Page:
The Toronto and Region Conservation Authority (TRCA) reissued a Lake Ontario shoreline hazard warning on Friday, with water levels exceeding those seen during the 2017 floods.
The warnings have been in effect for about six to eight weeks and as per the TRCA’s website, they are issued when “critical high water levels are imminent and/or occurring” which could lead to flooding and erosion along the shores.
The threshold for the warning is when the lake reaches 75.5 metres above sea level. The average static water level for Lake Ontario for just the month of June so far is 75.93 metres — matching the highest levels in 2017. Approximately a week ago, lake levels surpassed that peak by a few centimetres for a short time before returning to 2017 levels.
However, closer to Toronto’s inner harbour specifically, the levels can be higher than elsewhere along the shore.
“The inner harbour — because it has the mainland and the Toronto Islands so close — we see that the water level is very high but it’s also acting quite like a bath tub. The waves are sloshing from both sides so you could actually see a 20 centimetre difference [compared to the static water level],” says TRCA spokeswoman Nancy Gaffney.
Water levels at Queens Quay’s HTO Park are high enough for the waves to breach the artificial beach and water is taking over several feet of the urban park.
In addition, the agency warns that with the lake moving further inland, beaches have been shortened, trails and boardwalks along the lake in various parts of the city are closed, land and infrastructure erosion as well as localized ponding and flooding is currently occurring.
City of Toronto spokesman Brad Ross says the flooding seen in the city recently is the result of high water levels and heavy rainfall combined with the location of some of the city’s storm drains.
“This is a perennial problem in some areas when the lake levels are as high as they are,” says City of Toronto spokesman Brad Ross. “There are areas of the city where the drainage systems are lower than the current lake levels. Those drainage systems get plugged, so water doesn’t flow into them.”
To mitigate the flooding in such areas, the city has pumps to remove the water as quickly as possible but Ross says that overall, the city’s current storm water drainage system is adequate.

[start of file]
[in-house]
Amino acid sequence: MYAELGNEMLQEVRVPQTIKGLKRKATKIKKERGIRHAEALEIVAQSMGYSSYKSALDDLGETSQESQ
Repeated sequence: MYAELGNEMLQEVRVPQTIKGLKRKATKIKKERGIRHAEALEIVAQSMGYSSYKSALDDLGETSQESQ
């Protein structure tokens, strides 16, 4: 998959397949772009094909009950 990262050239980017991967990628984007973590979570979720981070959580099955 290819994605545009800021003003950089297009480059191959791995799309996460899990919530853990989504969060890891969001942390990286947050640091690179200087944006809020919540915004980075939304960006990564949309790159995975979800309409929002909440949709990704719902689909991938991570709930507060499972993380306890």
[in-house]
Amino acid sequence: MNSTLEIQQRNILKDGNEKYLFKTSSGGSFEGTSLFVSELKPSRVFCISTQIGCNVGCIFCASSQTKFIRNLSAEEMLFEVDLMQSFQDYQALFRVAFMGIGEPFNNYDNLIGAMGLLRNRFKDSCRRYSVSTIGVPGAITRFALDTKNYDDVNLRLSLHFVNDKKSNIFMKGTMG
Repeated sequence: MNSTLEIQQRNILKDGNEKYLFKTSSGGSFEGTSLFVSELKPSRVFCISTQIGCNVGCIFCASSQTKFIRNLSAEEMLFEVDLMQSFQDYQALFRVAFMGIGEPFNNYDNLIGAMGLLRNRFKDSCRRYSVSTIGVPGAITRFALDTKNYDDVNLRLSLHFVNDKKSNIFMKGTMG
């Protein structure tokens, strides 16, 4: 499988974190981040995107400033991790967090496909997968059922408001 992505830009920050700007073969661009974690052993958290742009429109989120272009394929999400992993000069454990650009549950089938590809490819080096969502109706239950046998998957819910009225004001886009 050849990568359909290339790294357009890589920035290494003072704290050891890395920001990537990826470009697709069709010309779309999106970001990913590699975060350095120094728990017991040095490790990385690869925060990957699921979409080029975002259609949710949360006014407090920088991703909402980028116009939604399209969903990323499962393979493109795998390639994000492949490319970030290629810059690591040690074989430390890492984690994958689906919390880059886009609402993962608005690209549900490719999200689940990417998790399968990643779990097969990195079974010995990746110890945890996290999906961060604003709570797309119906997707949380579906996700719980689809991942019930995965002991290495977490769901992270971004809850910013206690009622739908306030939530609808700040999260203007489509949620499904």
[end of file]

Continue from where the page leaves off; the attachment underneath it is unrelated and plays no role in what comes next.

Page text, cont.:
“The old storm water systems do get overwhelmed from time to time but [they] are able to manage despite the lake levels — it’s just in some of those low lying areas,” he says.
Water levels are already receding according to the International Lake Ontario – St. Lawrence River Board and will continue to slowly decline in the coming weeks, depending on rainfall.
Gaffney says it will take several weeks — at least until the end of July — for the water to reach less critical levels. It will likely take the entire summer for the flooding event to end and for the water to go back to normal seasonal levels.
Even as the water begins to recede, highs winds can cause “significant wave action and lake surge.” Waterfront properties are being encouraged to take additional protective measures as the water could breach any berms and sandbags put in place for the flooding.
The TRCA is also stressing public safety and asking people to stay away from areas that are currently flooding and obey all closure notices along trails and shorelines. Parents and caregivers are also cautioned to keep a close watch on children — with boardwalks and pathways currently under water, the areas can become treacherous when combined with wind and wave action.
The agency also has an ongoing note of caution in effect for the Scarborough Bluffs because of the potential for landslides.
The latest shoreline hazard warning will stay in effect as long as static water levels remain about 75.5 metres above sea level.